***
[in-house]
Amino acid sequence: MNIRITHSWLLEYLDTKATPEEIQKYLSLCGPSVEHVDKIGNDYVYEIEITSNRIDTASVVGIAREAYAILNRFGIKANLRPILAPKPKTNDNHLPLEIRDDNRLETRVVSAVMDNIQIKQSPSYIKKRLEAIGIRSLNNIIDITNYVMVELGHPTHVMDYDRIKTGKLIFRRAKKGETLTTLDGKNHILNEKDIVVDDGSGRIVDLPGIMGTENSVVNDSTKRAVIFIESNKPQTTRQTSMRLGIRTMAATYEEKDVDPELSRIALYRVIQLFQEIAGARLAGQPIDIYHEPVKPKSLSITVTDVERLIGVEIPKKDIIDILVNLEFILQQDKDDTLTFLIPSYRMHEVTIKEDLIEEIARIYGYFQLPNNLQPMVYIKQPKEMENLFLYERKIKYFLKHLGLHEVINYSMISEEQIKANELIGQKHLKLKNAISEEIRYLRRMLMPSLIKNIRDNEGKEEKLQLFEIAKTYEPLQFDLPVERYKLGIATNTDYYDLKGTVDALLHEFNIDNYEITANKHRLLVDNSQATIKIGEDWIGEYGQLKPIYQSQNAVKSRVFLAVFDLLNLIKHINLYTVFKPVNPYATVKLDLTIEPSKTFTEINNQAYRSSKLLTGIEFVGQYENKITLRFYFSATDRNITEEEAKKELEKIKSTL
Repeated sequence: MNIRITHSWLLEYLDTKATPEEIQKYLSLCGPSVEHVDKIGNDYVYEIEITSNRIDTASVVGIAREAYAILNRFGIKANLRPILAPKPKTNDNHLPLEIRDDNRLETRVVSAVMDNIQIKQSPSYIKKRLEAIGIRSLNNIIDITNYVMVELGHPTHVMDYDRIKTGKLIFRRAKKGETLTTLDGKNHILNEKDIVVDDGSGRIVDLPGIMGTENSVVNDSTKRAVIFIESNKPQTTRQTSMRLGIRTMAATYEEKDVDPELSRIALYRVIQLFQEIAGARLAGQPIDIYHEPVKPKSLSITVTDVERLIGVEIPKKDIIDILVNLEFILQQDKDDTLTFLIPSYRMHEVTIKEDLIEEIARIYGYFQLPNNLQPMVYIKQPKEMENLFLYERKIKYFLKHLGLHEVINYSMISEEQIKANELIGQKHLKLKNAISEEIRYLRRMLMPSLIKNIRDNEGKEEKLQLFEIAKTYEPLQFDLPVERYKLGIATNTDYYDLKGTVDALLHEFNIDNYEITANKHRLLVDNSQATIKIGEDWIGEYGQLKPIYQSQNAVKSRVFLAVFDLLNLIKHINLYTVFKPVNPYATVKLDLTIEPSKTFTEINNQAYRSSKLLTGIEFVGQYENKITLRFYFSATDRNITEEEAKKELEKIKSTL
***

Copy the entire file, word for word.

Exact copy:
[in-house]
Amino acid sequence: MNIRITHSWLLEYLDTKATPEEIQKYLSLCGPSVEHVDKIGNDYVYEIEITSNRIDTASVVGIAREAYAILNRFGIKANLRPILAPKPKTNDNHLPLEIRDDNRLETRVVSAVMDNIQIKQSPSYIKKRLEAIGIRSLNNIIDITNYVMVELGHPTHVMDYDRIKTGKLIFRRAKKGETLTTLDGKNHILNEKDIVVDDGSGRIVDLPGIMGTENSVVNDSTKRAVIFIESNKPQTTRQTSMRLGIRTMAATYEEKDVDPELSRIALYRVIQLFQEIAGARLAGQPIDIYHEPVKPKSLSITVTDVERLIGVEIPKKDIIDILVNLEFILQQDKDDTLTFLIPSYRMHEVTIKEDLIEEIARIYGYFQLPNNLQPMVYIKQPKEMENLFLYERKIKYFLKHLGLHEVINYSMISEEQIKANELIGQKHLKLKNAISEEIRYLRRMLMPSLIKNIRDNEGKEEKLQLFEIAKTYEPLQFDLPVERYKLGIATNTDYYDLKGTVDALLHEFNIDNYEITANKHRLLVDNSQATIKIGEDWIGEYGQLKPIYQSQNAVKSRVFLAVFDLLNLIKHINLYTVFKPVNPYATVKLDLTIEPSKTFTEINNQAYRSSKLLTGIEFVGQYENKITLRFYFSATDRNITEEEAKKELEKIKSTL
Repeated sequence: MNIRITHSWLLEYLDTKATPEEIQKYLSLCGPSVEHVDKIGNDYVYEIEITSNRIDTASVVGIAREAYAILNRFGIKANLRPILAPKPKTNDNHLPLEIRDDNRLETRVVSAVMDNIQIKQSPSYIKKRLEAIGIRSLNNIIDITNYVMVELGHPTHVMDYDRIKTGKLIFRRAKKGETLTTLDGKNHILNEKDIVVDDGSGRIVDLPGIMGTENSVVNDSTKRAVIFIESNKPQTTRQTSMRLGIRTMAATYEEKDVDPELSRIALYRVIQLFQEIAGARLAGQPIDIYHEPVKPKSLSITVTDVERLIGVEIPKKDIIDILVNLEFILQQDKDDTLTFLIPSYRMHEVTIKEDLIEEIARIYGYFQLPNNLQPMVYIKQPKEMENLFLYERKIKYFLKHLGLHEVINYSMISEEQIKANELIGQKHLKLKNAISEEIRYLRRMLMPSLIKNIRDNEGKEEKLQLFEIAKTYEPLQFDLPVERYKLGIATNTDYYDLKGTVDALLHEFNIDNYEITANKHRLLVDNSQATIKIGEDWIGEYGQLKPIYQSQNAVKSRVFLAVFDLLNLIKHINLYTVFKPVNPYATVKLDLTIEPSKTFTEINNQAYRSSKLLTGIEFVGQYENKITLRFYFSATDRNITEEEAKKELEKIKSTL